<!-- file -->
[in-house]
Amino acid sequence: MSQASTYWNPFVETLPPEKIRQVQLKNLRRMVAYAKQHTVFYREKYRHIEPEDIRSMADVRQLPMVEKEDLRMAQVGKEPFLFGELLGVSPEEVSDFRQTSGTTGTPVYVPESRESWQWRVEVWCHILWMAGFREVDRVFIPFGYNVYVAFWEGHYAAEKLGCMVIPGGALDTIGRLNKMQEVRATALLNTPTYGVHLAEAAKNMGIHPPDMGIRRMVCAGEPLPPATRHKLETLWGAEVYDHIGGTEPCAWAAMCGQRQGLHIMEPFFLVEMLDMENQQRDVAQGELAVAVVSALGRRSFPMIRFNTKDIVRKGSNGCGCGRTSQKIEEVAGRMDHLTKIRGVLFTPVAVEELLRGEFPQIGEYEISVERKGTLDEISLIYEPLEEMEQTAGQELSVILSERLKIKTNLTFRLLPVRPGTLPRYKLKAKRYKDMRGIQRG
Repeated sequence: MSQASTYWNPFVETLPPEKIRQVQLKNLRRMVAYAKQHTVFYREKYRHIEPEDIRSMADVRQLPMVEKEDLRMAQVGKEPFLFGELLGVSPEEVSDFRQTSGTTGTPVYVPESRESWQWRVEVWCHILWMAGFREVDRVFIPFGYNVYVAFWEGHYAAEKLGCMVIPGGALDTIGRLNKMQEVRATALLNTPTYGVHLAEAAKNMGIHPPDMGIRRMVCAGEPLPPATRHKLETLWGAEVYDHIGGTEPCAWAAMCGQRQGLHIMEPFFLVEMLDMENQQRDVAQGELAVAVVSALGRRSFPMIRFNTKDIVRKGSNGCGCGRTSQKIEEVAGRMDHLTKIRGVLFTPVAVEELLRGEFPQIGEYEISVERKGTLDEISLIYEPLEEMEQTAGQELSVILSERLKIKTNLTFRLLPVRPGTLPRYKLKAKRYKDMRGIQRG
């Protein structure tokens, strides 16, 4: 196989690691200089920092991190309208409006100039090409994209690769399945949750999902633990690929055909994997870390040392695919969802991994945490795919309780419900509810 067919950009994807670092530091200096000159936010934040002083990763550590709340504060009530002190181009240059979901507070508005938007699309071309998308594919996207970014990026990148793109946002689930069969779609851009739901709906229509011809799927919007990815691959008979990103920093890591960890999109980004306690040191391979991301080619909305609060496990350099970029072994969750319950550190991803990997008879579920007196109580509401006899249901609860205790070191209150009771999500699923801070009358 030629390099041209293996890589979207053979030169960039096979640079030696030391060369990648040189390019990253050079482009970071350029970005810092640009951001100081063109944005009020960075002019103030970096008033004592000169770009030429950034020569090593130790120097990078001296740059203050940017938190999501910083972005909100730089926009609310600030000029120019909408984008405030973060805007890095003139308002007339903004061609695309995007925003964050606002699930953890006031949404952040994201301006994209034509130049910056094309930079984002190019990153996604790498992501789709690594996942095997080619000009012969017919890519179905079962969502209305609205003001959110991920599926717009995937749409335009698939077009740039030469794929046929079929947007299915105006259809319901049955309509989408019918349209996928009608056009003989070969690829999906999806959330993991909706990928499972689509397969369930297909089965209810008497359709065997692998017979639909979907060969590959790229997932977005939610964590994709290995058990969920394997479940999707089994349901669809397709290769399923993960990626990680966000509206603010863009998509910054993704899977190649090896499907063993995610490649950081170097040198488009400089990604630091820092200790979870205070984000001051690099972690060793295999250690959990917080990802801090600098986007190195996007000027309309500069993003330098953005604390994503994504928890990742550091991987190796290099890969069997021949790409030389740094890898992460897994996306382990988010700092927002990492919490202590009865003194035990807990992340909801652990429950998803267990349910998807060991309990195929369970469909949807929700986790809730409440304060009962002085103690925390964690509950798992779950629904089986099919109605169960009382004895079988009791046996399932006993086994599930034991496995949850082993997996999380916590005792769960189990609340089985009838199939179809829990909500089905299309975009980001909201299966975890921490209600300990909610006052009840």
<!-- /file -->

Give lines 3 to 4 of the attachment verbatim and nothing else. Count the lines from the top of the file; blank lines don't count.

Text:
Repeated sequence: MSQASTYWNPFVETLPPEKIRQVQLKNLRRMVAYAKQHTVFYREKYRHIEPEDIRSMADVRQLPMVEKEDLRMAQVGKEPFLFGELLGVSPEEVSDFRQTSGTTGTPVYVPESRESWQWRVEVWCHILWMAGFREVDRVFIPFGYNVYVAFWEGHYAAEKLGCMVIPGGALDTIGRLNKMQEVRATALLNTPTYGVHLAEAAKNMGIHPPDMGIRRMVCAGEPLPPATRHKLETLWGAEVYDHIGGTEPCAWAAMCGQRQGLHIMEPFFLVEMLDMENQQRDVAQGELAVAVVSALGRRSFPMIRFNTKDIVRKGSNGCGCGRTSQKIEEVAGRMDHLTKIRGVLFTPVAVEELLRGEFPQIGEYEISVERKGTLDEISLIYEPLEEMEQTAGQELSVILSERLKIKTNLTFRLLPVRPGTLPRYKLKAKRYKDMRGIQRG
């Protein structure tokens, strides 16, 4: 196989690691200089920092991190309208409006100039090409994209690769399945949750999902633990690929055909994997870390040392695919969802991994945490795919309780419900509810 067919950009994807670092530091200096000159936010934040002083990763550590709340504060009530002190181009240059979901507070508005938007699309071309998308594919996207970014990026990148793109946002689930069969779609851009739901709906229509011809799927919007990815691959008979990103920093890591960890999109980004306690040191391979991301080619909305609060496990350099970029072994969750319950550190991803990997008879579920007196109580509401006899249901609860205790070191209150009771999500699923801070009358 030629390099041209293996890589979207053979030169960039096979640079030696030391060369990648040189390019990253050079482009970071350029970005810092640009951001100081063109944005009020960075002019103030970096008033004592000169770009030429950034020569090593130790120097990078001296740059203050940017938190999501910083972005909100730089926009609310600030000029120019909408984008405030973060805007890095003139308002007339903004061609695309995007925003964050606002699930953890006031949404952040994201301006994209034509130049910056094309930079984002190019990153996604790498992501789709690594996942095997080619000009012969017919890519179905079962969502209305609205003001959110991920599926717009995937749409335009698939077009740039030469794929046929079929947007299915105006259809319901049955309509989408019918349209996928009608056009003989070969690829999906999806959330993991909706990928499972689509397969369930297909089965209810008497359709065997692998017979639909979907060969590959790229997932977005939610964590994709290995058990969920394997479940999707089994349901669809397709290769399923993960990626990680966000509206603010863009998509910054993704899977190649090896499907063993995610490649950081170097040198488009400089990604630091820092200790979870205070984000001051690099972690060793295999250690959990917080990802801090600098986007190195996007000027309309500069993003330098953005604390994503994504928890990742550091991987190796290099890969069997021949790409030389740094890898992460897994996306382990988010700092927002990492919490202590009865003194035990807990992340909801652990429950998803267990349910998807060991309990195929369970469909949807929700986790809730409440304060009962002085103690925390964690509950798992779950629904089986099919109605169960009382004895079988009791046996399932006993086994599930034991496995949850082993997996999380916590005792769960189990609340089985009838199939179809829990909500089905299309975009980001909201299966975890921490209600300990909610006052009840």